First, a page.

He heard me, I know he did. But he was too busy to respond. I didn't hold it against him.
"Their hearts, their lungs, they heal too fast. Don't waste any bullets that way!"
Leonard had another idea. He had it beside a window down front, where a hair-covered hand was pushing at the fragmented glass. The hand writhed and reached, groping and grasping for any flesh it could clutch.
"Leonard!" I shouted.
He lifted his blade and brought it down in a heaving, hacking motion. The edge didn't sever the hand but it lodged itself deeply and when the hand tried to retreat, it was barred by the steel. It beat itself against the frame and the pew while howling, spraying blood.
Melissa brought her knife to the scene and attacked the pinned hand savagely, until the last of the holding bones broke and the skin tore and the appendage flopped, twitching, to the floor.
The sound outside was unbearable to me.
It was awfulness in my ears, and it was calling me in a most hideous way. I didn't know if they knew it or not, or if they even meant it—but they were calling me, or calling to the thing inside me; and the thing inside was begging to answer.
"No," I told it. "No," I said as I watched the blood-smeared hand spasm and disappear beneath a pew.
Teeth and a muzzle too high to belong to a dog slathered and stuffed themselves through a window's wreckage and I fired. The teeth shattered, and saliva mixed with purpley-black slime spurted across what was left of the glass. A piece of something's leathery nose slipped stickily down the pane.
They were all around us. Above us, even. Up the side of the porch, onto the tower with the ratty steeple, and with a clang of a bell—clapped by a foot—one was above us and stomping with leaden feet upon the shingles.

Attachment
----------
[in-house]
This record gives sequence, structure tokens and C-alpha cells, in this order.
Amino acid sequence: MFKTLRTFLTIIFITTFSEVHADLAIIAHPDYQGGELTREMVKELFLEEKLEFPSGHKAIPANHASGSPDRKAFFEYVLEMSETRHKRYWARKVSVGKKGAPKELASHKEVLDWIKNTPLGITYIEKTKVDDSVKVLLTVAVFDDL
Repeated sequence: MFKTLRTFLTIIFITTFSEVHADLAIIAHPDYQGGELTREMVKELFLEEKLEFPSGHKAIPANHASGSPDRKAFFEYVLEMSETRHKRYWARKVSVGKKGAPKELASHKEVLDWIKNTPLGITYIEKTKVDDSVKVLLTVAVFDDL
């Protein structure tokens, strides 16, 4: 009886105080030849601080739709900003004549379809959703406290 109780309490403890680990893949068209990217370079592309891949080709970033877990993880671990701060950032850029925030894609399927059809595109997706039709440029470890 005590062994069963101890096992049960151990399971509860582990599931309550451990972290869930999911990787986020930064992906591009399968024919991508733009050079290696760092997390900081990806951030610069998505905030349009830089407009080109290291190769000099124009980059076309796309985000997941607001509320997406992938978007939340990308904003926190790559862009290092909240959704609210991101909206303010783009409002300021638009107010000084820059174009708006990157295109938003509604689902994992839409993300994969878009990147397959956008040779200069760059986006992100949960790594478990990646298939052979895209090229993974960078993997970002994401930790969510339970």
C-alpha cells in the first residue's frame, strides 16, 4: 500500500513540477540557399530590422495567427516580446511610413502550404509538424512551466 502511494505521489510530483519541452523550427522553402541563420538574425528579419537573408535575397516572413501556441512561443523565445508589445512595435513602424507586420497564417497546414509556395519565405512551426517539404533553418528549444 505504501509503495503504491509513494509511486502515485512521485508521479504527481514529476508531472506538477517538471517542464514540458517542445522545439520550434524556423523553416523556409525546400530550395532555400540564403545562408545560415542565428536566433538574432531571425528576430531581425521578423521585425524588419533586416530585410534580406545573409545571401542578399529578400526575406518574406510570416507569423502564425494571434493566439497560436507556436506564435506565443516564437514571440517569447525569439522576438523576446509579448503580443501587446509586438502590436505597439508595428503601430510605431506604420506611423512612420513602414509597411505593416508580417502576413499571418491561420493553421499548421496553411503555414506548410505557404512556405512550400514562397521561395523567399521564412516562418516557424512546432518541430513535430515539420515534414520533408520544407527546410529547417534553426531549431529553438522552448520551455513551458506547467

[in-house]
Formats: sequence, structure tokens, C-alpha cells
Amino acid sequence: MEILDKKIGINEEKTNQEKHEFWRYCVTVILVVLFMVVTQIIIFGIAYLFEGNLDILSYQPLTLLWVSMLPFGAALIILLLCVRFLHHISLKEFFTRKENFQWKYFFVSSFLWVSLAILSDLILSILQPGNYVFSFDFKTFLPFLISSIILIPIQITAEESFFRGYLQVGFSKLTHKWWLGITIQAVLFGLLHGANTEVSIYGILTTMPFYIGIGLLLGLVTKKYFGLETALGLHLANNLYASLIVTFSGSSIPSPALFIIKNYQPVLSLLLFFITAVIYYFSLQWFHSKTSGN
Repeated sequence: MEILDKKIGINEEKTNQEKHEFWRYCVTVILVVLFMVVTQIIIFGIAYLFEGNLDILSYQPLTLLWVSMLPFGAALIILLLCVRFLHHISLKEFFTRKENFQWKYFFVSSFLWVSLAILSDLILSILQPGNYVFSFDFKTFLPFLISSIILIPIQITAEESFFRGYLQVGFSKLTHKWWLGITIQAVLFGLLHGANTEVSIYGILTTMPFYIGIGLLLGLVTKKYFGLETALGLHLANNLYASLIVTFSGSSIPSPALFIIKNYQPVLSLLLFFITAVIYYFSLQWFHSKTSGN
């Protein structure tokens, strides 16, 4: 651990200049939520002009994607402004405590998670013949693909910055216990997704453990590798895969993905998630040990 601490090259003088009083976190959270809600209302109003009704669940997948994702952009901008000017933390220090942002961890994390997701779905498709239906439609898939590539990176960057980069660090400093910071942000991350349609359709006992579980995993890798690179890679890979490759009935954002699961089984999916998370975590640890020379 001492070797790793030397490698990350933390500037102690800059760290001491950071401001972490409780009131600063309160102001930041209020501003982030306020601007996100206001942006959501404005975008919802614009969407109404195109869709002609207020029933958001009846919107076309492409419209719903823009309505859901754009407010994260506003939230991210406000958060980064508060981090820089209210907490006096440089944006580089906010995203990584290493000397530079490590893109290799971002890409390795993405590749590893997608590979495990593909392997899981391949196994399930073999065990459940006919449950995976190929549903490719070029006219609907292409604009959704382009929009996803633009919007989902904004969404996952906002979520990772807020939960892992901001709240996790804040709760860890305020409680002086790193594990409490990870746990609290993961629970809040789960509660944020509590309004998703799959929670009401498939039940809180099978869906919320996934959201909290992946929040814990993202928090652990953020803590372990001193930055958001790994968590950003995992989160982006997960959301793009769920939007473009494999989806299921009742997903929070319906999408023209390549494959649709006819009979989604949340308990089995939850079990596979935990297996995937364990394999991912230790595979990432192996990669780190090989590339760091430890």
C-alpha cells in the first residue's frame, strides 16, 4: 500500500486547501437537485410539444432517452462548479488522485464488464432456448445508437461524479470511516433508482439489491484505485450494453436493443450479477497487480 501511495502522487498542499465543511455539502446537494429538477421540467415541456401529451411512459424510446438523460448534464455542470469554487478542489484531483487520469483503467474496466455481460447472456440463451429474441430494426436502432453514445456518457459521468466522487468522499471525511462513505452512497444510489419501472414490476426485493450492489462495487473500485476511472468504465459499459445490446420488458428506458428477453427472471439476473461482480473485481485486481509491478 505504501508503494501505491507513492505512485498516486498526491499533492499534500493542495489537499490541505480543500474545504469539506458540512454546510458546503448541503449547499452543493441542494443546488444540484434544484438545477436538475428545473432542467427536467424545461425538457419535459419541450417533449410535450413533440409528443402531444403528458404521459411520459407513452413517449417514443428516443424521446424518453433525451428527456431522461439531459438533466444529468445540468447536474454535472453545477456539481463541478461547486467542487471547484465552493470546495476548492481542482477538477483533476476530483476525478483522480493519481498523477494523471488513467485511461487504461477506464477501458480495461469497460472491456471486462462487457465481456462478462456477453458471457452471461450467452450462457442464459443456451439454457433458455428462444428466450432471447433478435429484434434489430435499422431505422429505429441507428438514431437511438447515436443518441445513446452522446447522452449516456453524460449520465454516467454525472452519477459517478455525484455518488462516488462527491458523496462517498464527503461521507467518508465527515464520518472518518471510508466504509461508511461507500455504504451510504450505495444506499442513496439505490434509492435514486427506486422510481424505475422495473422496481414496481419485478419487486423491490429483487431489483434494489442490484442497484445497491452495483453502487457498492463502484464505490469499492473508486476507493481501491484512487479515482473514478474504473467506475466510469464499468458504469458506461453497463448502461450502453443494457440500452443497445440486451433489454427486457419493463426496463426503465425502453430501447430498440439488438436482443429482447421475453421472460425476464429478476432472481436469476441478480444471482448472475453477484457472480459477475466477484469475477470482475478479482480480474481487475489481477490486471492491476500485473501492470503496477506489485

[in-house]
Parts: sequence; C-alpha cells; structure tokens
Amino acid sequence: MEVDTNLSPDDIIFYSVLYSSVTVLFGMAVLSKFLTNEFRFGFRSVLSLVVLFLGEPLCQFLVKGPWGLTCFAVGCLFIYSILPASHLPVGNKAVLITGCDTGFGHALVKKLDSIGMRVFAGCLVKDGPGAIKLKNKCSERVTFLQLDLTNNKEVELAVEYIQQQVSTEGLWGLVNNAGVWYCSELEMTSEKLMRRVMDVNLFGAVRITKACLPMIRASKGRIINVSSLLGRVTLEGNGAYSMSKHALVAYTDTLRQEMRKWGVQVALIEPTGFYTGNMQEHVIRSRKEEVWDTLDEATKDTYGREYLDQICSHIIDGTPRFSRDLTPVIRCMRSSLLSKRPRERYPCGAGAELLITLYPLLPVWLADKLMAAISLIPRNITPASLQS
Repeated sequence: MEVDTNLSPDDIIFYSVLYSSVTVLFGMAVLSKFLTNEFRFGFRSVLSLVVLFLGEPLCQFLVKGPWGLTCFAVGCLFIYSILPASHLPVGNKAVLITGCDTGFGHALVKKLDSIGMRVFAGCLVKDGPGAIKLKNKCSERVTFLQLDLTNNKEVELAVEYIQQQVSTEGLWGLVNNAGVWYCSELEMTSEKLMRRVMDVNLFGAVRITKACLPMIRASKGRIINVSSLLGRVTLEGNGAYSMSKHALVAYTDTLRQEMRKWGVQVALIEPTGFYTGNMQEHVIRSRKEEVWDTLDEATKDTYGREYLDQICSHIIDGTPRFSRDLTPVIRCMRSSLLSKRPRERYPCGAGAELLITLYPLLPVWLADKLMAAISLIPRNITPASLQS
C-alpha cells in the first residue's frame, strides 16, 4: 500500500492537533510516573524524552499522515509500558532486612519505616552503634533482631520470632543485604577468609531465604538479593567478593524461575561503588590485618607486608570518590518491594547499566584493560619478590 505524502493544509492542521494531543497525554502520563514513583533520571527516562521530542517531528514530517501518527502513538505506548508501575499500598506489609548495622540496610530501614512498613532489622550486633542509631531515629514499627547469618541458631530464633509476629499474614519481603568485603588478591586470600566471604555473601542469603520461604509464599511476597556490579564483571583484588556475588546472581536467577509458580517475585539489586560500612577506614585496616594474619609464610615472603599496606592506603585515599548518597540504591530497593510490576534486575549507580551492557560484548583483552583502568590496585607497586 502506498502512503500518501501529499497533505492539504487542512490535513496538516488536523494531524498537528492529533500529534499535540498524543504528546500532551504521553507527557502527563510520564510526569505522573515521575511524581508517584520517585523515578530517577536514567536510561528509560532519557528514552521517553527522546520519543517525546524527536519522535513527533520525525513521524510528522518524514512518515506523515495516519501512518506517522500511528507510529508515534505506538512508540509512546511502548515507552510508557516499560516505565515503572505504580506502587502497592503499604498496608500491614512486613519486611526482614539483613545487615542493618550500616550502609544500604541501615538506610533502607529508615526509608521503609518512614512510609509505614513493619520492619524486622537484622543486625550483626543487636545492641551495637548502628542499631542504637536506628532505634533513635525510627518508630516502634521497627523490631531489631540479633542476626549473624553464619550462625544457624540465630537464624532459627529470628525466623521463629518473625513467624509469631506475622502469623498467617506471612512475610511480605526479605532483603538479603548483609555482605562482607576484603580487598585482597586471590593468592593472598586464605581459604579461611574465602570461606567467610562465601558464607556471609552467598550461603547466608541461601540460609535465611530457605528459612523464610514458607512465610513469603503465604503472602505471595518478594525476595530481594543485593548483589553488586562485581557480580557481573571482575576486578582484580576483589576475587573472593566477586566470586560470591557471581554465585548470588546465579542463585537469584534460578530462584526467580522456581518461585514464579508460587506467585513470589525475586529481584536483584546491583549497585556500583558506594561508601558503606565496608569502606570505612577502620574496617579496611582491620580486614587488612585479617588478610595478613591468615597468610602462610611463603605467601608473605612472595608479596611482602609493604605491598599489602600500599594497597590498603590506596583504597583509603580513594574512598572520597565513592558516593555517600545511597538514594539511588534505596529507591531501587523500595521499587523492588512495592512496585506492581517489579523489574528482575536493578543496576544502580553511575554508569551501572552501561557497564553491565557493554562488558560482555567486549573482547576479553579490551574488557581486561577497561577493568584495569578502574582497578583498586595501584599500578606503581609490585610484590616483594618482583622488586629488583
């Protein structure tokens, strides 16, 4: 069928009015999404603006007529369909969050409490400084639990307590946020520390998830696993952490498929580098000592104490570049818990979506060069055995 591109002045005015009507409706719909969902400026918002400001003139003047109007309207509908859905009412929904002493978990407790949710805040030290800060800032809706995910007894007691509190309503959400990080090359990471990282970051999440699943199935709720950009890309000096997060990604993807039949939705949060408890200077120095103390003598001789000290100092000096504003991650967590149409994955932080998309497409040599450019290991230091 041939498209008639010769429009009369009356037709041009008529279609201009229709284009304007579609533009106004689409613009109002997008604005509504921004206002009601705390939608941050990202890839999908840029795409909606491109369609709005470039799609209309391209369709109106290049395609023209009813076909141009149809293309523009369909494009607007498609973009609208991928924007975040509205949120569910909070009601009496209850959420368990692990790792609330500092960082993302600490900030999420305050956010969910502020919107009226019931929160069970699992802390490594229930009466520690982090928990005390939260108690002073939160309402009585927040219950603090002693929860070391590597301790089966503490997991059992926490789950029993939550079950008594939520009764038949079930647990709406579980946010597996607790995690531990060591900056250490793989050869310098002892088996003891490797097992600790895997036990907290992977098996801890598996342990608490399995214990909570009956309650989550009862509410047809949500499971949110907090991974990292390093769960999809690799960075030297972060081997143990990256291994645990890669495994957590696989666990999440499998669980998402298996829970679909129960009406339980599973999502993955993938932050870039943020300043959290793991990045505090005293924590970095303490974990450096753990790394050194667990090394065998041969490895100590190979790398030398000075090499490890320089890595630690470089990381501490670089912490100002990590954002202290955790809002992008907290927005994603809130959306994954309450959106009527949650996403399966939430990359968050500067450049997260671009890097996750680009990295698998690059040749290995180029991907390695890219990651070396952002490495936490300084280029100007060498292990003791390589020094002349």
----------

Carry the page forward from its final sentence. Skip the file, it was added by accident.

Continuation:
McKenzie was reloading. I had two shots left before I needed to do the same.
I held the gun above my head and tracked the thing with my ears. Even if I didn't hit anything vital, the force of the bullet might send the beast back to the ground.
Two cracks sent dust fluttering down onto my head, along with a rain of splinters. An angry but undeterred yowl answered, and was triumphant. McKenzie's rifle echoed my own gunfire, and then the thing yelped and fell.
On the way down it jammed a knee or an elbow into the roof, and the night spilled in from there, too. I stood beneath it, in the spot where the moon looked down and encouraged me—the moon was calling too, ally and ene-my both. I couldn't fight it, I couldn't move. I could only stand there and feel my bones struggling beneath my skin, itching and aching to rearrange themselves into a more fit-ting shape.
I could only keep it down for so long. I could only hold it at arm's length for. . .for not long enough. They were coming for me, the moon and the dogs outside, and the force of nature that reared up from the pit of my stomach—from the base of my neck, and from the depths of my lungs.
Out, then. Let it out.
I dropped the Colt. I couldn't hold it anymore, my hands would not accommodate it. They were coming out. Everything was coming out.
And the things outside were coming in.
Leonard and Melissa were back to back, in a corner by the window fighting with their feet and with their flickering, flashing blades that I'd all but stolen from a farmer's store. Better than nothing. Not as good as me.
McKenzie was hurt. I smelled the blood reeking from his body before I saw the injury, and the injury was not so bad that it stopped him from shooting. I reached for my Bowie knife, but it was gone, it was on the floor. My body was stretching and outgrowing these weapons, made for human hands, to strap against human thighs. I bent down to pick it up and it felt like a toy to me.
The front door was losing its battle to remain closed. The pew-back buttress was failing, and an arm, a shoulder, a neck and a face were pushing, forcing, shoving inside. McKenzie's aim was slipping as he continued to bleed, and his next two shots only struck the thing's forearm.
But I had my toy. I had my tiny little knife, wide enough for a paddle, heavy enough for a hatchet. I threw it with all my might and it disappeared into the creature's throat.
The beast froze with astonishment or pain. The knife handle jutted out like a knob on a door.
The Texas ranger redeemed himself with a bullet to the thing's forehead, and it fell backwards, if not dead, then at least out of the way. But it was replaced immediately by another creature, and Melissa was screaming with rage—screaming battle screams, an Amazon warrior woman covered in blood, some of it her own.
Leonard was—I didn't see Leonard.
Everything looked different, the color (what little there was) drained and the shape of my eyes, it contracted and opened again and the dog's eyes were all I had.